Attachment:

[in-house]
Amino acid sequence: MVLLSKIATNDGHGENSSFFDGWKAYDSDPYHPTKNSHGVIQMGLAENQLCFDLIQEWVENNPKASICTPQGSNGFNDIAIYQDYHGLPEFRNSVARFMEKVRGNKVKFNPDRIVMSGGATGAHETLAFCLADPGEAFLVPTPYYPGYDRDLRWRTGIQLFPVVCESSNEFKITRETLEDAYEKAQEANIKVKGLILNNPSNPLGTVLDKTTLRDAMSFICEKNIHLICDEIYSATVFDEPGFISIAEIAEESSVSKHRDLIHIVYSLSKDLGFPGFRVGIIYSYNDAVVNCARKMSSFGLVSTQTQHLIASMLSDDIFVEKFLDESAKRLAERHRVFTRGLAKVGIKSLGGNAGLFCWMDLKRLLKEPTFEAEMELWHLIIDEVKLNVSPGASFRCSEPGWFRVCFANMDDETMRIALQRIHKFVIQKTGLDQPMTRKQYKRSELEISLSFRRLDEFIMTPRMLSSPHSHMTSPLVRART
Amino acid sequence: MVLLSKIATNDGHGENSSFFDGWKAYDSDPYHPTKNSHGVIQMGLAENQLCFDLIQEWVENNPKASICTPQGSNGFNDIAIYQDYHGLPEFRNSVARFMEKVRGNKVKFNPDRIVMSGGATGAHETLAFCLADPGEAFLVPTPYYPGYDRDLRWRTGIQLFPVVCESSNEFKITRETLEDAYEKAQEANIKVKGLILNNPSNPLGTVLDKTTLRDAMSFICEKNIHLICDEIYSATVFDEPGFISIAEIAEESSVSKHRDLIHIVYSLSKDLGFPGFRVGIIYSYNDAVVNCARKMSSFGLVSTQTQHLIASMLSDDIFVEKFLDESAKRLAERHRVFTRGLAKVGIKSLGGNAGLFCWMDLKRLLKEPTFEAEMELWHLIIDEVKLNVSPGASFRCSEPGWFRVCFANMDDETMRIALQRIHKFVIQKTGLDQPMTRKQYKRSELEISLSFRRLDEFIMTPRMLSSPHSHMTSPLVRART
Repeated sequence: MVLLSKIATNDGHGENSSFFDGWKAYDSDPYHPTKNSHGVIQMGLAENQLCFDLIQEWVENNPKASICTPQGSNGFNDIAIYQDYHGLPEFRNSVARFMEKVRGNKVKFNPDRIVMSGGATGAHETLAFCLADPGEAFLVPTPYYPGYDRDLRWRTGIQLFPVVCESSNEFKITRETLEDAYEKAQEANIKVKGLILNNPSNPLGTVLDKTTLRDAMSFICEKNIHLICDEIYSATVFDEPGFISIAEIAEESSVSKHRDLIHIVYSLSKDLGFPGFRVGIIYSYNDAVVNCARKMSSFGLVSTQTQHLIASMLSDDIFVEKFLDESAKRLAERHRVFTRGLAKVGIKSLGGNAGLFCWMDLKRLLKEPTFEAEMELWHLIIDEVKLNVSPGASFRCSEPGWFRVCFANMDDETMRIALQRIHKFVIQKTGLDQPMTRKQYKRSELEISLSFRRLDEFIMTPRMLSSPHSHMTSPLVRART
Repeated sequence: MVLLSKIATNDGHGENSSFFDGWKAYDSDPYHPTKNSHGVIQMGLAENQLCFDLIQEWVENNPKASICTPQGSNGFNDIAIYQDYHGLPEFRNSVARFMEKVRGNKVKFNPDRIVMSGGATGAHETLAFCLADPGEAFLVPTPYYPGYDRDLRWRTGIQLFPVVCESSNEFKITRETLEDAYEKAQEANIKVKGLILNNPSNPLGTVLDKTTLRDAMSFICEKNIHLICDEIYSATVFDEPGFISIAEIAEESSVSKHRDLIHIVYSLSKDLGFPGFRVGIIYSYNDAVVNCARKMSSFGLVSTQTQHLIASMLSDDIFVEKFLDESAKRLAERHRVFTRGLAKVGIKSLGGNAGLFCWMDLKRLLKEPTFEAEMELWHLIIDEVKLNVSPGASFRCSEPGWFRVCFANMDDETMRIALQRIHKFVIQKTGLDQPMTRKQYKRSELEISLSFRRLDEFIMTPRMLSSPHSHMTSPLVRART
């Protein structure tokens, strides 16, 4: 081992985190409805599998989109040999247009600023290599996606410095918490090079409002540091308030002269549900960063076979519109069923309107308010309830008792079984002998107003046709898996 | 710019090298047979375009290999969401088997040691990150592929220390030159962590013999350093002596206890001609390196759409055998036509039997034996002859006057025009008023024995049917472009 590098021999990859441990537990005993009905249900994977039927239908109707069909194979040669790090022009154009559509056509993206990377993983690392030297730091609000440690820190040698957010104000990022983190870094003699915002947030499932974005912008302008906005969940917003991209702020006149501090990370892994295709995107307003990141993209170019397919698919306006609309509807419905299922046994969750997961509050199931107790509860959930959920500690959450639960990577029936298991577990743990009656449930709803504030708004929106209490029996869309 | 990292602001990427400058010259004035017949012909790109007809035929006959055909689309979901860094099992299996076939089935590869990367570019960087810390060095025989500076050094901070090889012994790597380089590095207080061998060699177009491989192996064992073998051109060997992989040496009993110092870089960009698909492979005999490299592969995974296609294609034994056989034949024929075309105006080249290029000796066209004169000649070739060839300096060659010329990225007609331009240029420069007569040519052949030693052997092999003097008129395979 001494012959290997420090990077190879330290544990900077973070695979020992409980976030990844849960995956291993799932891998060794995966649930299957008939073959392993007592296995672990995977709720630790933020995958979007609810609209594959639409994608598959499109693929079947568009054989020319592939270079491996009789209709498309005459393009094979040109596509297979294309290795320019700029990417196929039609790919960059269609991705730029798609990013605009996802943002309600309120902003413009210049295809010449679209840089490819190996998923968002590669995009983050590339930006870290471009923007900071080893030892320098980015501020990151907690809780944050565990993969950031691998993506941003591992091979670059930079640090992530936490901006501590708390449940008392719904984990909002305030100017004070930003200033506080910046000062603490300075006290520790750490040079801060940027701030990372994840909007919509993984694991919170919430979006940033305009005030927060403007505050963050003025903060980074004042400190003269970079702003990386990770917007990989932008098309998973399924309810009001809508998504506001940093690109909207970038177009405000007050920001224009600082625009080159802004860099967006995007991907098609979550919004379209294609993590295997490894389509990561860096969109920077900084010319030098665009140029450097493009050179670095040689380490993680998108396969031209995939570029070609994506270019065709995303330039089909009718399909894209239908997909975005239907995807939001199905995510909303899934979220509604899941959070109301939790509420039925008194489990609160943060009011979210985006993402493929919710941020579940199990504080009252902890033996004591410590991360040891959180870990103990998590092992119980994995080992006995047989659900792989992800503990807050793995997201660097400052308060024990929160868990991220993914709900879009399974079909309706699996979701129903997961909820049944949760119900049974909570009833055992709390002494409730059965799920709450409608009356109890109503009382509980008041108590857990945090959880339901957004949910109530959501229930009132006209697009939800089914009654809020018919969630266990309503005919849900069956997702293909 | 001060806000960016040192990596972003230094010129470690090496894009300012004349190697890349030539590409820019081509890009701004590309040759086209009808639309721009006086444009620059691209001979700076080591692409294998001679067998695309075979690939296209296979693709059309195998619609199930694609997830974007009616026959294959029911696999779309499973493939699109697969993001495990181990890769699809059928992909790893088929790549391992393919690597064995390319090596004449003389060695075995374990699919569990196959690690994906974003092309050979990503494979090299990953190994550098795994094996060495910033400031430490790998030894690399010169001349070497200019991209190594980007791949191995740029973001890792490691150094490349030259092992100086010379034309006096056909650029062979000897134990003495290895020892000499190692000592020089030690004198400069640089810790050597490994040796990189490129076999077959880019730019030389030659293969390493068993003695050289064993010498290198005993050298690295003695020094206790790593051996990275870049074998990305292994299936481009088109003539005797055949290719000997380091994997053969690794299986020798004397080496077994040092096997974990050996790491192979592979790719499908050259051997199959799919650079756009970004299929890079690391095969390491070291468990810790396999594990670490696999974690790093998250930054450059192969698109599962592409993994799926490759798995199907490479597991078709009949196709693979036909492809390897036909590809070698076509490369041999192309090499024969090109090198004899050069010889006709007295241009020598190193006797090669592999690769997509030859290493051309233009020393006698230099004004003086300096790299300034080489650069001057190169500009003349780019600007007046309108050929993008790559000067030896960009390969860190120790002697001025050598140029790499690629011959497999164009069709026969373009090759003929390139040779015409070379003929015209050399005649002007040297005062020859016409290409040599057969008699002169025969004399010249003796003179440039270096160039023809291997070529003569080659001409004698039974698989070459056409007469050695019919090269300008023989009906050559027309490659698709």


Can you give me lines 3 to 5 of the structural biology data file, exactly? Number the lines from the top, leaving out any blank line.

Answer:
Amino acid sequence: MVLLSKIATNDGHGENSSFFDGWKAYDSDPYHPTKNSHGVIQMGLAENQLCFDLIQEWVENNPKASICTPQGSNGFNDIAIYQDYHGLPEFRNSVARFMEKVRGNKVKFNPDRIVMSGGATGAHETLAFCLADPGEAFLVPTPYYPGYDRDLRWRTGIQLFPVVCESSNEFKITRETLEDAYEKAQEANIKVKGLILNNPSNPLGTVLDKTTLRDAMSFICEKNIHLICDEIYSATVFDEPGFISIAEIAEESSVSKHRDLIHIVYSLSKDLGFPGFRVGIIYSYNDAVVNCARKMSSFGLVSTQTQHLIASMLSDDIFVEKFLDESAKRLAERHRVFTRGLAKVGIKSLGGNAGLFCWMDLKRLLKEPTFEAEMELWHLIIDEVKLNVSPGASFRCSEPGWFRVCFANMDDETMRIALQRIHKFVIQKTGLDQPMTRKQYKRSELEISLSFRRLDEFIMTPRMLSSPHSHMTSPLVRART
Repeated sequence: MVLLSKIATNDGHGENSSFFDGWKAYDSDPYHPTKNSHGVIQMGLAENQLCFDLIQEWVENNPKASICTPQGSNGFNDIAIYQDYHGLPEFRNSVARFMEKVRGNKVKFNPDRIVMSGGATGAHETLAFCLADPGEAFLVPTPYYPGYDRDLRWRTGIQLFPVVCESSNEFKITRETLEDAYEKAQEANIKVKGLILNNPSNPLGTVLDKTTLRDAMSFICEKNIHLICDEIYSATVFDEPGFISIAEIAEESSVSKHRDLIHIVYSLSKDLGFPGFRVGIIYSYNDAVVNCARKMSSFGLVSTQTQHLIASMLSDDIFVEKFLDESAKRLAERHRVFTRGLAKVGIKSLGGNAGLFCWMDLKRLLKEPTFEAEMELWHLIIDEVKLNVSPGASFRCSEPGWFRVCFANMDDETMRIALQRIHKFVIQKTGLDQPMTRKQYKRSELEISLSFRRLDEFIMTPRMLSSPHSHMTSPLVRART
Repeated sequence: MVLLSKIATNDGHGENSSFFDGWKAYDSDPYHPTKNSHGVIQMGLAENQLCFDLIQEWVENNPKASICTPQGSNGFNDIAIYQDYHGLPEFRNSVARFMEKVRGNKVKFNPDRIVMSGGATGAHETLAFCLADPGEAFLVPTPYYPGYDRDLRWRTGIQLFPVVCESSNEFKITRETLEDAYEKAQEANIKVKGLILNNPSNPLGTVLDKTTLRDAMSFICEKNIHLICDEIYSATVFDEPGFISIAEIAEESSVSKHRDLIHIVYSLSKDLGFPGFRVGIIYSYNDAVVNCARKMSSFGLVSTQTQHLIASMLSDDIFVEKFLDESAKRLAERHRVFTRGLAKVGIKSLGGNAGLFCWMDLKRLLKEPTFEAEMELWHLIIDEVKLNVSPGASFRCSEPGWFRVCFANMDDETMRIALQRIHKFVIQKTGLDQPMTRKQYKRSELEISLSFRRLDEFIMTPRMLSSPHSHMTSPLVRART